Monday, September 04, 2006

Language of Love?

Friday night I spent a few hours hanging out at my favorite bar here and met the boyfriend of one of the old waitresses. I remember her from my last trip here in May because I spent a great deal of time hanging out at this bar. I also remember that she barely spoke any English. She knew enough to say hello and when she waited on my friend and I, she used that international “want a drink” hand signal and I have mastered the way to order my signature drink in the former Soviet Union: Vooodka (using the O instead of ah sound) and Tonik (using the O instead of ah sound) so ordering was pretty easy.

The waitress is bilingual, Armenian and Russian and her boyfriend is also bilingual, French and English. Head tilt: I know she speaks like 10 words of English and he speaks 5 words of Armenian. How do they communicate you ask? I have no idea. According to some Armenian friends they don’t need to, they speak the language of love. I’ve had a few days to think about this and it still boggles my mind. Some couples have communication issues when they both have the same mother tongue so I can’t even imagine what it’s like to be in a relationship with someone I can’t understand and who doesn’t understand me.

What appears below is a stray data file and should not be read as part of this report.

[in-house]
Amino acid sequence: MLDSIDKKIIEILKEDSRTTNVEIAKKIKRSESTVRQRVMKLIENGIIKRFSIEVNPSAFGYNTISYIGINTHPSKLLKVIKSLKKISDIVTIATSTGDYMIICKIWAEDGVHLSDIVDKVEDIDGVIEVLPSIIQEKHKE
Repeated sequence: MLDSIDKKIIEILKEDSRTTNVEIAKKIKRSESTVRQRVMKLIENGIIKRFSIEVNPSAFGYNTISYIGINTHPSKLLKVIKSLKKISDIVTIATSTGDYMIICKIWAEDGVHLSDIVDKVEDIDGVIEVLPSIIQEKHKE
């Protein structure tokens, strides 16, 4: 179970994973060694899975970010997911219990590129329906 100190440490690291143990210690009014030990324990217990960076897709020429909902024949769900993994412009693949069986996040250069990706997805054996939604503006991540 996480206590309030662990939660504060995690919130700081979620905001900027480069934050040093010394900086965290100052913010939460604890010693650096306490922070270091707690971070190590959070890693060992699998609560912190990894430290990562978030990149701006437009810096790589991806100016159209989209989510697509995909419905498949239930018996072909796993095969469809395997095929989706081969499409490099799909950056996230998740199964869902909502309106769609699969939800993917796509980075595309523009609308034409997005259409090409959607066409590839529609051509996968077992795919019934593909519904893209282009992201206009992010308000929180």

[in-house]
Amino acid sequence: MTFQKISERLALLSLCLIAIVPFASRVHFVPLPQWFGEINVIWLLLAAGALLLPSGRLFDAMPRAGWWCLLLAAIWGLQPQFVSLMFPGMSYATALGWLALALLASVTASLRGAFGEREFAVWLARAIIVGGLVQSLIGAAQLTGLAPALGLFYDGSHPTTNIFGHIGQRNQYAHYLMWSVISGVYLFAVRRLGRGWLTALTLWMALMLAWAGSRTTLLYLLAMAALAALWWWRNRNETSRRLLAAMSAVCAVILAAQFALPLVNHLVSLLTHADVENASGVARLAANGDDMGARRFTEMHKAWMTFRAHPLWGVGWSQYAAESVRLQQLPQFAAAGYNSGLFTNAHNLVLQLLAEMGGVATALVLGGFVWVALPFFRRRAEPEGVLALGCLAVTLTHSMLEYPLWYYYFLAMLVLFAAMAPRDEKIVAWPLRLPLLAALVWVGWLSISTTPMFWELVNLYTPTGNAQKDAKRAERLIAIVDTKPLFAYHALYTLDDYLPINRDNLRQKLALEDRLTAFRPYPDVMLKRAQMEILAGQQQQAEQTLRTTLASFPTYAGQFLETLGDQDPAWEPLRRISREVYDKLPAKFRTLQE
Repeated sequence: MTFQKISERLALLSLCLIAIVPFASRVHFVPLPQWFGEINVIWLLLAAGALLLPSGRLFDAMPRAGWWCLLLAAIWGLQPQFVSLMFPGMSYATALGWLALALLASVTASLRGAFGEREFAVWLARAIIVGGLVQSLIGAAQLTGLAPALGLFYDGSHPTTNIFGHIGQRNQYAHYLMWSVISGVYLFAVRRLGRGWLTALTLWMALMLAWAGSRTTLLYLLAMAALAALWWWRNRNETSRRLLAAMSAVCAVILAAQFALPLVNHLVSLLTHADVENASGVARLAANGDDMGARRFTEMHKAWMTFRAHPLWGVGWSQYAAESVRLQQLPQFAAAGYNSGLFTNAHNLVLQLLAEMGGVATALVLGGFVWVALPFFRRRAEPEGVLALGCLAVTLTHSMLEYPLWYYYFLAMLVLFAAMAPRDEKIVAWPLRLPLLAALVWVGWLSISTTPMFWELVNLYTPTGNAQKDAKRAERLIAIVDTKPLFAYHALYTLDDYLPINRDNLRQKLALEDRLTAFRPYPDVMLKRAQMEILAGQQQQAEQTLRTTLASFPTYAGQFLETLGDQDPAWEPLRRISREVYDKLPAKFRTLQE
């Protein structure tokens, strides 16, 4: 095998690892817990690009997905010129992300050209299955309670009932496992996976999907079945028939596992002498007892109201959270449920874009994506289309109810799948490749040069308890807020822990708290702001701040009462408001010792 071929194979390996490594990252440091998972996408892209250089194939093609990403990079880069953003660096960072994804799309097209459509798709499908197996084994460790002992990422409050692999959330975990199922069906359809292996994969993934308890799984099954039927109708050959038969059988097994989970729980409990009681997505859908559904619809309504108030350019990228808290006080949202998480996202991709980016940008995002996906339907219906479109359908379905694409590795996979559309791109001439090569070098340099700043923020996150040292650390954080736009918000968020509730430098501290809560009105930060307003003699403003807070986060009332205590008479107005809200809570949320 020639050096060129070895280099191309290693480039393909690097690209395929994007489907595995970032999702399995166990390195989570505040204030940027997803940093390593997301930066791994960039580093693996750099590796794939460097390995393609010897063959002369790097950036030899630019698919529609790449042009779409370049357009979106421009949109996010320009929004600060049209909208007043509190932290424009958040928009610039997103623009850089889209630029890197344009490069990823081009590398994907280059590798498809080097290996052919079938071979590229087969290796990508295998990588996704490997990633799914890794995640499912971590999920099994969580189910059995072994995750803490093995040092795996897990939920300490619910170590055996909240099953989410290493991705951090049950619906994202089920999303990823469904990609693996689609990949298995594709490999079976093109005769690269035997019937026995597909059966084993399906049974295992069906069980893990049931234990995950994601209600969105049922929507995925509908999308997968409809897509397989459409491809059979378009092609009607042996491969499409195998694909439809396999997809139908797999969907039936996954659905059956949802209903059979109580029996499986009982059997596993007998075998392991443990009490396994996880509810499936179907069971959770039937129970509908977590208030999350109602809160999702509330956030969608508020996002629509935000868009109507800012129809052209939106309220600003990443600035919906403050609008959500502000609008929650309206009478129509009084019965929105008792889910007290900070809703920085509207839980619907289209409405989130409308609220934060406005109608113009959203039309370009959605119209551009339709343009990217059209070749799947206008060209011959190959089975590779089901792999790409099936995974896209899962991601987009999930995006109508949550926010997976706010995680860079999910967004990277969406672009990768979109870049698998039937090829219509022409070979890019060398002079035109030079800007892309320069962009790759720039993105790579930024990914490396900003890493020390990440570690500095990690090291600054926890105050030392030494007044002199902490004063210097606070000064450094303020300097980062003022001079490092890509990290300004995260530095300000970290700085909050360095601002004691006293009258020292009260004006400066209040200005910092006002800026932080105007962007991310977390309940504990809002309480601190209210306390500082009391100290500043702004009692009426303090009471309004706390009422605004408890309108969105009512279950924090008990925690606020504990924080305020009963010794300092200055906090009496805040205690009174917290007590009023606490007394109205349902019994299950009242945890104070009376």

This reminded me of someone I used to work with. He was Mexican and his wife was Turkish but they both spoke English fluently. I often wondered what they spoke to each other during arguments. Although they were both also learning each other’s respective languages I wondered when it came time for arguments how they coped. I speak French pretty fluently but when I was a child I was even more fluent since I spent so much time with non English speaking family members. However, when I was a kid and my cousin and I argued which was often we would argue in French but I would get so frustrated that I would automatically revert to English when I wanted to make a point. So I always wonder when arguments get to a boiling point and each party is feeling frustrated do they revert back to their mother tongue.

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